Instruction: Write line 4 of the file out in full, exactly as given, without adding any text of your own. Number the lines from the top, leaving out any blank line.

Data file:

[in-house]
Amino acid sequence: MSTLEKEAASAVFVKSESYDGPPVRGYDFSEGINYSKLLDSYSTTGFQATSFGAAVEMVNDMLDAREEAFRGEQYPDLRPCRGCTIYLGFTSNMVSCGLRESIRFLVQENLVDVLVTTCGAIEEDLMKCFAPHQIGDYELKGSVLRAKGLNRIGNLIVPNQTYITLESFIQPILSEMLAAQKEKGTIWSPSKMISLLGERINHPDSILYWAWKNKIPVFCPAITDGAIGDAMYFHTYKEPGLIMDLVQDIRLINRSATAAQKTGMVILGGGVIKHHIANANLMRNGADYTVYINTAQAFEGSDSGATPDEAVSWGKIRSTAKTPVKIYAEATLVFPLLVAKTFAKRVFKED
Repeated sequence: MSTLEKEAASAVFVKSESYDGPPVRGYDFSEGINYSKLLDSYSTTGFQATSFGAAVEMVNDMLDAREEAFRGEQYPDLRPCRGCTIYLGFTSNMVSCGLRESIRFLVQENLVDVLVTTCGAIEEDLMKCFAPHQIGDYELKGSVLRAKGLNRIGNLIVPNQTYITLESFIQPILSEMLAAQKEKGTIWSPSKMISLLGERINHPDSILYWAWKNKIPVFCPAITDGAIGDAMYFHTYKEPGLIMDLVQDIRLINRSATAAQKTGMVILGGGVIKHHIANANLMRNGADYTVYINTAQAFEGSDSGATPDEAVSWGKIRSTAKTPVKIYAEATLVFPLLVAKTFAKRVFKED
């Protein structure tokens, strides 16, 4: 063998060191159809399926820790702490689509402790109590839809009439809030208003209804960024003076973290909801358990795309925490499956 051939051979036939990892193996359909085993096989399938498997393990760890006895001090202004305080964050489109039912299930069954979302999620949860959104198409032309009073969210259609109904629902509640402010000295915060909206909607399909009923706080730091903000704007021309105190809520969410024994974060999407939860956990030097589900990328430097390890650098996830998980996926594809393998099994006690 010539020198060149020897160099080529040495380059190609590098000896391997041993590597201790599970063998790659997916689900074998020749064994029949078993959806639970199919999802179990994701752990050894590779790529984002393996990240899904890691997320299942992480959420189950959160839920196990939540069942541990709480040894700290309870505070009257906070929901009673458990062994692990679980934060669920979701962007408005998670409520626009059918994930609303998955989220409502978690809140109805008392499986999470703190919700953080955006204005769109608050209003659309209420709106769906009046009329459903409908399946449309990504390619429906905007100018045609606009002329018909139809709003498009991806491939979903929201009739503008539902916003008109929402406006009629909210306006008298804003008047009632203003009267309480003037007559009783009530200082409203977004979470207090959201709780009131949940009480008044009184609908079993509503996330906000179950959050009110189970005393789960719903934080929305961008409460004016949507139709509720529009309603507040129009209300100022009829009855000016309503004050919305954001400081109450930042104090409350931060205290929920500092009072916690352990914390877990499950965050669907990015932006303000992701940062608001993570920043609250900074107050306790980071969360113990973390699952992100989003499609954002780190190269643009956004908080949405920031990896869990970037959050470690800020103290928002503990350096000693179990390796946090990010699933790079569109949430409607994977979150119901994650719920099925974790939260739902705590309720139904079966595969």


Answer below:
């Protein structure tokens, strides 16, 4: 063998060191159809399926820790702490689509402790109590839809009439809030208003209804960024003076973290909801358990795309925490499956 051939051979036939990892193996359909085993096989399938498997393990760890006895001090202004305080964050489109039912299930069954979302999620949860959104198409032309009073969210259609109904629902509640402010000295915060909206909607399909009923706080730091903000704007021309105190809520969410024994974060999407939860956990030097589900990328430097390890650098996830998980996926594809393998099994006690 010539020198060149020897160099080529040495380059190609590098000896391997041993590597201790599970063998790659997916689900074998020749064994029949078993959806639970199919999802179990994701752990050894590779790529984002393996990240899904890691997320299942992480959420189950959160839920196990939540069942541990709480040894700290309870505070009257906070929901009673458990062994692990679980934060669920979701962007408005998670409520626009059918994930609303998955989220409502978690809140109805008392499986999470703190919700953080955006204005769109608050209003659309209420709106769906009046009329459903409908399946449309990504390619429906905007100018045609606009002329018909139809709003498009991806491939979903929201009739503008539902916003008109929402406006009629909210306006008298804003008047009632203003009267309480003037007559009783009530200082409203977004979470207090959201709780009131949940009480008044009184609908079993509503996330906000179950959050009110189970005393789960719903934080929305961008409460004016949507139709509720529009309603507040129009209300100022009829009855000016309503004050919305954001400081109450930042104090409350931060205290929920500092009072916690352990914390877990499950965050669907990015932006303000992701940062608001993570920043609250900074107050306790980071969360113990973390699952992100989003499609954002780190190269643009956004908080949405920031990896869990970037959050470690800020103290928002503990350096000693179990390796946090990010699933790079569109949430409607994977979150119901994650719920099925974790939260739902705590309720139904079966595969």